In 2014, publisher Devolver Digital introduced the wonderful world of Hatoful Boyfriend to the masses. The quirky visual novel, which stands out for having players date pigeons instead of hunky guys, quickly found fans and made a splash on the internet. Now, a year later, Devolver Digital has brought over the holiday-themed spin-off stateside. Can Hatoful Boyfriend: Holiday Star continue the series’ rise, or is this holiday offering a disappointment?
While it’s easy to brush aside Hatoful Boyfriend as a one-note joke, the debut featured a surprising amount depth to its story. Players came to simply date birds, but were quickly enamored by an interesting world. Despite taking place in an alternate universe, Hatoful Boyfriend: Holiday Star manages to flesh out the city of Littledove Hachiman City and the world it inhabits.
The biggest change found in the game is that it’s a much more linear experience compared to the original. Players won’t be making nearly as many choices and they can’t woo any of the available aviary bachelors. While this will surely disappoint some, it goes a long way in proving that Hatoful Boyfriend can work as a series. Sure, the dating mechanic is gone, but there is still an interesting story to watch unfold.
Taking place over four chapters, Holiday Star starts off by telling a simple story about a pair of thieves that are stealing Christmas trees. While this initial case is quickly resolved, the story expands into a complicated tale that tackles some of the unresolved plot elements found in the first game. Anyone who found the world of Hatoful Boyfriend intriguing will definitely want to check this out, as the story manages to shed new light on all of the birds of St. PigeoNation’s Institute.
Separate to the main story, the game also offers up five separate short stories. These bite-sized tales range from going on a field trip to Kyoto to fleshing out characters such as Albert, Sakuya’s butler. Despite only taking 30-minutes to check out, these bonus stories end up being some of the most interesting content in the package. It’s a great addition, and those that miss the dating elements will be glad to know that they can go on a romantic New Year’s date with eight of the game’s pigeons.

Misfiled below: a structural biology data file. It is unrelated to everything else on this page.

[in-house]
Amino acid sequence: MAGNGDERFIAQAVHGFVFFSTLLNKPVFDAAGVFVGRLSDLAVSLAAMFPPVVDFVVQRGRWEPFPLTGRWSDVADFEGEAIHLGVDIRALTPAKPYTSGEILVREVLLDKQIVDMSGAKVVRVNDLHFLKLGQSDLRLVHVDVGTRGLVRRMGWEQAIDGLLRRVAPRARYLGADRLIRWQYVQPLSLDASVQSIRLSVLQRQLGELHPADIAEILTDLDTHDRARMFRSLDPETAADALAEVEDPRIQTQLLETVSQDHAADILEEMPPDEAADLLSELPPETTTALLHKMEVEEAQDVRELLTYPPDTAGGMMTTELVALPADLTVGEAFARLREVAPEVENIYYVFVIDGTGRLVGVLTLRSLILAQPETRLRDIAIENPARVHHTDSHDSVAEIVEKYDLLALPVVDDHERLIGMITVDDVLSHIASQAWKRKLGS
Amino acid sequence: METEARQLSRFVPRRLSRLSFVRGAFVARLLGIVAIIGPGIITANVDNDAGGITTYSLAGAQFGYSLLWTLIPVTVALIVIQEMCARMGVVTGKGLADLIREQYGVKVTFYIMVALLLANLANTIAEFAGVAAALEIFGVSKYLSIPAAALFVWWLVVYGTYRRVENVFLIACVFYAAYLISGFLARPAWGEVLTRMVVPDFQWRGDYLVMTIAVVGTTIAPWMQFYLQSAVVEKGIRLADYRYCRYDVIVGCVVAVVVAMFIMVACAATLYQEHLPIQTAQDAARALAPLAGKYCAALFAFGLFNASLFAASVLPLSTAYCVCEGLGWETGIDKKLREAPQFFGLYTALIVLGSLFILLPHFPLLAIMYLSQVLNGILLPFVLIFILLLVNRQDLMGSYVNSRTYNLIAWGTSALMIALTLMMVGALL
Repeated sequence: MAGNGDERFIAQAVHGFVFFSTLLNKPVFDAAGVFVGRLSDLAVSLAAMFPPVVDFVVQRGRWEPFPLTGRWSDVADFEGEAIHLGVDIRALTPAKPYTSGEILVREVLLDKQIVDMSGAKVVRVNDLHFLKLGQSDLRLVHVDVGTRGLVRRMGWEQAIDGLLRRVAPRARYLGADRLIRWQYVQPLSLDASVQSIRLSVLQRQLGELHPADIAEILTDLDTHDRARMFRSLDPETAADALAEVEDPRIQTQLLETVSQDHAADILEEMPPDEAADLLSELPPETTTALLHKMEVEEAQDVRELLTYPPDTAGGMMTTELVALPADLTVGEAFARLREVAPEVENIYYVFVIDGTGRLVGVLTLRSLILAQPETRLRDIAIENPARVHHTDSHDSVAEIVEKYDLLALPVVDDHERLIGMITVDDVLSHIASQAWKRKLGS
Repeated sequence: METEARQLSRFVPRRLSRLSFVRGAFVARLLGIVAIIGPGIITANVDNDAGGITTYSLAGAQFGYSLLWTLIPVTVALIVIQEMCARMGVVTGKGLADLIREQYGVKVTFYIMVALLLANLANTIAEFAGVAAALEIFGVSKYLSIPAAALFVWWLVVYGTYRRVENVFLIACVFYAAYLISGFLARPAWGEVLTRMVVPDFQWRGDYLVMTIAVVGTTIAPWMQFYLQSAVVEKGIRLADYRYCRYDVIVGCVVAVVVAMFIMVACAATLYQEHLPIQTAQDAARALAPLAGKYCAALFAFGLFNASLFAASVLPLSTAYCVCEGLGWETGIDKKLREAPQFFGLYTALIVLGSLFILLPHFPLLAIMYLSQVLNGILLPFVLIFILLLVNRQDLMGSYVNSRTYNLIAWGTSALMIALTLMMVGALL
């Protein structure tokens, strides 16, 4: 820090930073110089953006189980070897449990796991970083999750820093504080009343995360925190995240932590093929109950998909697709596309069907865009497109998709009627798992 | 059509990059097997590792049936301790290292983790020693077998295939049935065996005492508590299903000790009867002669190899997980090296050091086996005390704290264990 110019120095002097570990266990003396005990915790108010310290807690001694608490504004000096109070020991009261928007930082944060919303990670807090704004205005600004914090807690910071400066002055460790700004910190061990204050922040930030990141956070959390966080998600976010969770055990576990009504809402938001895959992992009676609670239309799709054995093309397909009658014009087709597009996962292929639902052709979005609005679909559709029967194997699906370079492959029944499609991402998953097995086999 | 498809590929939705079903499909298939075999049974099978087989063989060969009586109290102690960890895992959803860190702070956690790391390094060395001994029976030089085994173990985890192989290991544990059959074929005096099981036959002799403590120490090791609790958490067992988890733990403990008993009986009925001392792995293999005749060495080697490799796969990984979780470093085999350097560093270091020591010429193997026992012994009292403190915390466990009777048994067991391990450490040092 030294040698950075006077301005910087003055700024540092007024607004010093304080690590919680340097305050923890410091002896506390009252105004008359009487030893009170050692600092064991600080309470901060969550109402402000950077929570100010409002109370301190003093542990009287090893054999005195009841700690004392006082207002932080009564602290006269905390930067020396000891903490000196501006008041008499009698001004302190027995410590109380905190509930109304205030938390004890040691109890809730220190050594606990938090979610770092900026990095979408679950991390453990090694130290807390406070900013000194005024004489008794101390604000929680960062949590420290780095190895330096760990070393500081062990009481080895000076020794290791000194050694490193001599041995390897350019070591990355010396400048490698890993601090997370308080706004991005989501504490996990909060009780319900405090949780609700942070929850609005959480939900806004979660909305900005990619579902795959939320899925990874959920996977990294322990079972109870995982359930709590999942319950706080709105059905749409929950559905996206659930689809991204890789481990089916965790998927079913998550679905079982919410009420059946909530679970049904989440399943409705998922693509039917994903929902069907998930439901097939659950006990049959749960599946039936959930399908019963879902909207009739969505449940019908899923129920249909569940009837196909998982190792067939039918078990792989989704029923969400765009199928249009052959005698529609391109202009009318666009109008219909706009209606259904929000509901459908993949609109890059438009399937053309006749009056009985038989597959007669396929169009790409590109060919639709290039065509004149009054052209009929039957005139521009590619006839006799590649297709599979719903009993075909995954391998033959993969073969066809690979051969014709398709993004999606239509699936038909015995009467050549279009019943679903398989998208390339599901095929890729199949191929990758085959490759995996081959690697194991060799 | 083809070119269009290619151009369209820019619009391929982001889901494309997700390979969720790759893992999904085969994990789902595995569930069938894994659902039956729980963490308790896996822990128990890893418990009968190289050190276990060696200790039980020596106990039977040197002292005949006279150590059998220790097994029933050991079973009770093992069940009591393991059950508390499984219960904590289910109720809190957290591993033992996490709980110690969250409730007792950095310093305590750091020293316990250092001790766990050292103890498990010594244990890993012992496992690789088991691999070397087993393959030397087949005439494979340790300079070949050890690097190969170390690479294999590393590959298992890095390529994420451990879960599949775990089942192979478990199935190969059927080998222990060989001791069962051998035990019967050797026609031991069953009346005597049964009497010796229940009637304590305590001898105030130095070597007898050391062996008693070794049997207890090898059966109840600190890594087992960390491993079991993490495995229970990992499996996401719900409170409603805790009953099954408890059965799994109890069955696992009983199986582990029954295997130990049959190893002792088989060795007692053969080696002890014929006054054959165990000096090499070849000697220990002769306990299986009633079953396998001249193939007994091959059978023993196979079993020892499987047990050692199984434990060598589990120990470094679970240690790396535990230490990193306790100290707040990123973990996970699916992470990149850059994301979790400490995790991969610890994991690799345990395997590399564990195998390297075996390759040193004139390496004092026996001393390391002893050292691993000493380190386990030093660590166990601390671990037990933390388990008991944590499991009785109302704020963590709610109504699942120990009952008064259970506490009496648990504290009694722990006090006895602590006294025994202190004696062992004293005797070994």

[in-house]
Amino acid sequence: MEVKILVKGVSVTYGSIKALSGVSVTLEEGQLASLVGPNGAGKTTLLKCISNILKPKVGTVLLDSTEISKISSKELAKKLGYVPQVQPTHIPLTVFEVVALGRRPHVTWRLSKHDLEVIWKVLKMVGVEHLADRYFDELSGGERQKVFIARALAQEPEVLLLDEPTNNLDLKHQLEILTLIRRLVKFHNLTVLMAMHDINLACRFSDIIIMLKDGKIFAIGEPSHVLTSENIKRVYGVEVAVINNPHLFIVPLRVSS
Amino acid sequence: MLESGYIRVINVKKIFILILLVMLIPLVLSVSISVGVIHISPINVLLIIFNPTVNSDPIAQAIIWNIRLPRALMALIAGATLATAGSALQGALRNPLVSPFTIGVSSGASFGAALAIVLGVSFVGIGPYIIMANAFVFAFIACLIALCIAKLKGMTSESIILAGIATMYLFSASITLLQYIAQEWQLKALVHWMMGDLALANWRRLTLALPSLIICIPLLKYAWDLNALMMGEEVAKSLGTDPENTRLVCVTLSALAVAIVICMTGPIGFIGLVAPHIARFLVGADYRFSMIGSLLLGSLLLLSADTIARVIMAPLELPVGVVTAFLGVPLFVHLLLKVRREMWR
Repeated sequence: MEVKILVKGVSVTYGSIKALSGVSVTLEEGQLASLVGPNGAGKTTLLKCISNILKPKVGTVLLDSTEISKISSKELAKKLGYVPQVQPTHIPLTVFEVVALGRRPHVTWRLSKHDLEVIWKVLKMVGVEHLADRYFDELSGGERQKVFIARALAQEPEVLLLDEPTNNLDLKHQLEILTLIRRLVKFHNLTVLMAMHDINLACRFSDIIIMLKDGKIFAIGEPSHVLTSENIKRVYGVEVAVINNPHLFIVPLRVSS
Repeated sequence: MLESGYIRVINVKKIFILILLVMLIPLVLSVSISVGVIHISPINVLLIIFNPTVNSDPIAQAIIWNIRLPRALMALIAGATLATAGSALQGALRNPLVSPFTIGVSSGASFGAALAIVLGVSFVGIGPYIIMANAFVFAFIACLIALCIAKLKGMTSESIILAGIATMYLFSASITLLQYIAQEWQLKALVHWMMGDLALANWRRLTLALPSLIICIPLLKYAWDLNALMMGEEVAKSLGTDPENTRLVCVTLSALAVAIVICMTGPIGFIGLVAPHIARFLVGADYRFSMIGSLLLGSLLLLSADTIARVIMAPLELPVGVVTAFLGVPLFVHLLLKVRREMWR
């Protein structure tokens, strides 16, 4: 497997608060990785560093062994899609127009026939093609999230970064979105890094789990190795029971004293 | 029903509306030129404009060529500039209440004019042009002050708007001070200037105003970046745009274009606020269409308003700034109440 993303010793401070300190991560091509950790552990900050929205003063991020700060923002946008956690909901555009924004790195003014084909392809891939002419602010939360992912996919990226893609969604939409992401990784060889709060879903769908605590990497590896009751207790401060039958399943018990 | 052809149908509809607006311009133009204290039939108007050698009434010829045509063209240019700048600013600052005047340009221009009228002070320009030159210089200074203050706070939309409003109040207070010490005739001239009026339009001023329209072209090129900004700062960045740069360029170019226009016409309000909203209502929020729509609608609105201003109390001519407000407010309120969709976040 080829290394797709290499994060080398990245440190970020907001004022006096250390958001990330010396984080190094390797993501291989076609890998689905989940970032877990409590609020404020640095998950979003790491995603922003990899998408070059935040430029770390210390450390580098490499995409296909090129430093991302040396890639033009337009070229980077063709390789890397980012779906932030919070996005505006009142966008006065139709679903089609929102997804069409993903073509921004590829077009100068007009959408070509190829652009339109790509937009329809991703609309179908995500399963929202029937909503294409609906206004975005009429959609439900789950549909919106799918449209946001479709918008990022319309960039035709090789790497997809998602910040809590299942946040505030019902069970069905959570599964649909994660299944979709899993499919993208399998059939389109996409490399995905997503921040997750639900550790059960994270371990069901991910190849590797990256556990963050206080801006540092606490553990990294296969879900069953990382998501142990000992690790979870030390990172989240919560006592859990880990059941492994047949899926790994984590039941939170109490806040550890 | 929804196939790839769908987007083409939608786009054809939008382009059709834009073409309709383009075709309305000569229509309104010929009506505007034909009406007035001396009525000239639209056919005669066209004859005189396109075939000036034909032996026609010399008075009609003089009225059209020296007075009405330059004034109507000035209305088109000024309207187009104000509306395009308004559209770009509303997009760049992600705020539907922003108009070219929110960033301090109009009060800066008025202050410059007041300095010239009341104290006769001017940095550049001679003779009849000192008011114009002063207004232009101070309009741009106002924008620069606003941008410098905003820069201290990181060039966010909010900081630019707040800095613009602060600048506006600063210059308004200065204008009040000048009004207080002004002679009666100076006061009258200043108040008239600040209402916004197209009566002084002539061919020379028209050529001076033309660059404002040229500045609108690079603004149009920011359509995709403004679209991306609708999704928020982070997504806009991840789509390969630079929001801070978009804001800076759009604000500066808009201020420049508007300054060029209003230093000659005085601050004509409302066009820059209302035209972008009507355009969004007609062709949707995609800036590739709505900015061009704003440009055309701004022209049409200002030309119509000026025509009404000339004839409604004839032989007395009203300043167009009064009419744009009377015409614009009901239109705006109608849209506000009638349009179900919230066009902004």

Also in Holiday Star is a series of six different Q&A sessions starring the protagonist’s best friend, Ryouta. These kayfabe breaking segments are fun to read, and are a good reminder of what happened in the first game. If you still haven’t finished the original, you’ll want to stay clear of these mailbag sequences if you want to avoid any spoilers.
If there is one major disappointment about Holiday Star it’s how limited the game is as a visual novel. Typical features of the genre such as hiding text to view the scene in full or a window to view past dialogue are completely missing. There also isn’t any auto-scroll setting, so players will be pressing the cross button to advance dialogue a lot. The lack of these features make Hatoful Boyfriend feel second-rate, which is disappointing considering how much there is to like about the story.
The other major area where Hatoful Boyfriend: Holiday Star disappoints is in its player interaction. There are only a few cases where the player is given the ability to choose what to do in the story, and if they don’t choose the right option they are greeted with a game over screen. This wouldn’t be much of a problem, but the game doesn’t allow you to save while making a choice. So unless you are saving often, don’t be surprised if you suddenly lose over an hour’s worth of progress.
I also ran into a strange bug that doesn’t allow the player to access the game’s fourth episode after completing the game. However, the game did let me load into my save midway through the fourth episode. So, if you want to be able to replay the fourth episode after you beat the game, you’ll want to save right at the beginning. This is just another example of the game lacking polish, which is uncharacteristic for a Devolver Digital published title.
All that being said though, Hatoful Boyfriend: Holiday Star still succeeds in proving that Hatoful Boyfriend isn’t a one-hit wonder. It does a wonderful job of giving new depth to many old (and new) characters, and is worth checking out if you enjoyed the first game.
This review is based on the PlayStation 4 version, with which we were provided with.
Hatoful Boyfriend: Holiday Star provides more fun for fans of the series, but it's disappointing that the package surrounding it isn't more polished.